For me, it's pretty much a no brainer, assuming I dont already have Peyton Manning or Tom Brady on my roster (and if I am picking 8th that is likely true). I run the Brunell card up as fast as I can. You get the equivalent a player who sat for two years only because he was behind the guy who would go on to break the all time touchdown record. A guy who at age 25, starting for an expansion team, put up respectable numbers with junk at wide receiver and a makeshift line around rookie Boselli. The next year, when Jimmy Smith and Keenan McCardell became starters and the line was improved, he had his breakout, and would post a top 10 in Adjusted Yards per Attempt and Passer Rating in 6 of the next 7 seasons, through age 32. And those pass efficiency stats don't include his added ability as a runner, where he had at least 200 yards rushing every season except for one by age 32.

I know he "only" made three pro bowls. You give me a quarterback who is going to hit the ground running as a starter, be a top 5 quarterback in terms of combined pass efficiency and running each year until he is in his early 30's, and I will take that every time.

The list Doug put out is a good one. Not a bad name on there, so I don't want to denigrate any particular player. I'll just say that I don't see how a quarterback who is that productive and is a key part in several productive, efficient offensive seasons can be ranked at the very bottom.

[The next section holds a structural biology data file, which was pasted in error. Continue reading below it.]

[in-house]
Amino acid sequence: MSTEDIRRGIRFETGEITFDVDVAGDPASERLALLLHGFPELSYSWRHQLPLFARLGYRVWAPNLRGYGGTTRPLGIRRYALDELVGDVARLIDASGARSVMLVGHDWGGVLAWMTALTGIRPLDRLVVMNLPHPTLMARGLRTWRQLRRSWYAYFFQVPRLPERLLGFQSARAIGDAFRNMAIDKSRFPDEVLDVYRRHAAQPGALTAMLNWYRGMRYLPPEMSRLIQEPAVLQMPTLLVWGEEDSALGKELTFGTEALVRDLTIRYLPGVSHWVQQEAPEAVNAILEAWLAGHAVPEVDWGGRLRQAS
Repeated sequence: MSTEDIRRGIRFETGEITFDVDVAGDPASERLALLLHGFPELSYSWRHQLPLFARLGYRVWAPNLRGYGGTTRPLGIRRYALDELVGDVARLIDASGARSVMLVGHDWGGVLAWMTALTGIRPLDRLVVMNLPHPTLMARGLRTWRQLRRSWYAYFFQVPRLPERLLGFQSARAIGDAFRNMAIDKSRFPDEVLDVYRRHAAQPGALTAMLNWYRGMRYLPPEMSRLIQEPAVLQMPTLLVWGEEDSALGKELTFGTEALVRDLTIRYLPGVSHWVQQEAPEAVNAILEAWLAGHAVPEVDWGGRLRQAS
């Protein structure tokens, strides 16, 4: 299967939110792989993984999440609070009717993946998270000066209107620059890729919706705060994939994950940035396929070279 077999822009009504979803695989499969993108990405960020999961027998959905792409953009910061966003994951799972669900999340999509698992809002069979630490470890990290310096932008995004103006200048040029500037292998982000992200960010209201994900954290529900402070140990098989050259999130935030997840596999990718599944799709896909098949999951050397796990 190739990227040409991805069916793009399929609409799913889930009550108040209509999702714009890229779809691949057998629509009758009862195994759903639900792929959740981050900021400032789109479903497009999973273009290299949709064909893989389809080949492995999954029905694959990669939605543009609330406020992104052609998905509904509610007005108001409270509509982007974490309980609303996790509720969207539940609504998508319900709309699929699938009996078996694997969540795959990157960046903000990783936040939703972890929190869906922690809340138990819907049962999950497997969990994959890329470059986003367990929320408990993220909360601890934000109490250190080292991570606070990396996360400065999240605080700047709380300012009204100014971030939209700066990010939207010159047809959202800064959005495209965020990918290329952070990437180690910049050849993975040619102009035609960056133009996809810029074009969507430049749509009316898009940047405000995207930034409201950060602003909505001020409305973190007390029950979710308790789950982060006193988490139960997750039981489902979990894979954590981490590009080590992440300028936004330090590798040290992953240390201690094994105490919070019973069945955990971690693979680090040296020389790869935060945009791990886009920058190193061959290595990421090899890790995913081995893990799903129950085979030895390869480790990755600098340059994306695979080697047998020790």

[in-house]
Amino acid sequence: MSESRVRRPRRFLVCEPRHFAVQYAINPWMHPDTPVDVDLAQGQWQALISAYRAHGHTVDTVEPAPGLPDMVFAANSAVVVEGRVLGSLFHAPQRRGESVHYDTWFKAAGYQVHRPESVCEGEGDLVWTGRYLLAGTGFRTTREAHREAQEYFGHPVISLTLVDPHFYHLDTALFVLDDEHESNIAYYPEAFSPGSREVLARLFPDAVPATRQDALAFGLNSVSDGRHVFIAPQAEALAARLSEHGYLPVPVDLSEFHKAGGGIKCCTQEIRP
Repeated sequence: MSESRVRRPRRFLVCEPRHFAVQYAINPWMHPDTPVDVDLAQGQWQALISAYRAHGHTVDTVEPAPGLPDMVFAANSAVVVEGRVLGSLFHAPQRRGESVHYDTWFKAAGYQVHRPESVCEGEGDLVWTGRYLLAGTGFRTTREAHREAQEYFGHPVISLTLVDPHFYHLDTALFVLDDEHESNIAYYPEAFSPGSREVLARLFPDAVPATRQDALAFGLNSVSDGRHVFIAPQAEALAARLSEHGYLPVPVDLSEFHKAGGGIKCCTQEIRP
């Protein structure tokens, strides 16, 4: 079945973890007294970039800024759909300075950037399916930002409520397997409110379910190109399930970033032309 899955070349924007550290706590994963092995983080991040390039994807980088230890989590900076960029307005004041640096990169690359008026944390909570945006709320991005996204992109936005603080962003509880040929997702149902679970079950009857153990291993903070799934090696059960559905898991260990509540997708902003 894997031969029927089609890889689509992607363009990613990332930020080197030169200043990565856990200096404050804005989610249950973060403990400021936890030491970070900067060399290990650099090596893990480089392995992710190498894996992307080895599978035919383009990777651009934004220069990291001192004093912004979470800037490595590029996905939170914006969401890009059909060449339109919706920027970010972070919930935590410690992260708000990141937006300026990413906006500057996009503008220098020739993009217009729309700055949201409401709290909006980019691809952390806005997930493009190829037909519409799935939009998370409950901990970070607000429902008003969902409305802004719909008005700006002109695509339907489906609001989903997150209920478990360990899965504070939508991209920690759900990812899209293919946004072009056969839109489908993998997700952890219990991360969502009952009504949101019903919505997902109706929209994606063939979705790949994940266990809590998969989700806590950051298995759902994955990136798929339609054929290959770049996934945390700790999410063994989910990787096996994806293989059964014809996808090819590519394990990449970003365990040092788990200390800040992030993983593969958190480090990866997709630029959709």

I'm inclined to agree with JKL's larger point. LeRoy Butler, for example, may rank higher on the all-time safety list than Brunell ranks on the all-time quarterback list, but the importance of the quarterback position relative to safety (and any other position) justifies Brunell's ranking ahead of Butler. Anyone who is capable of starting at quarterback for seven above-average offensive teams had an extremely valuable career.

Do you agree?

Eventually, I will spell out the entire AV algorithm, but I'm still trying to get it tuned, and posts like these are part of that process.

This entry was posted on Tuesday, April 22nd, 2008 at 8:09 am and is filed under Approximate Value, General. You can follow any responses to this entry through the RSS 2.0 feed. Both comments and pings are currently closed.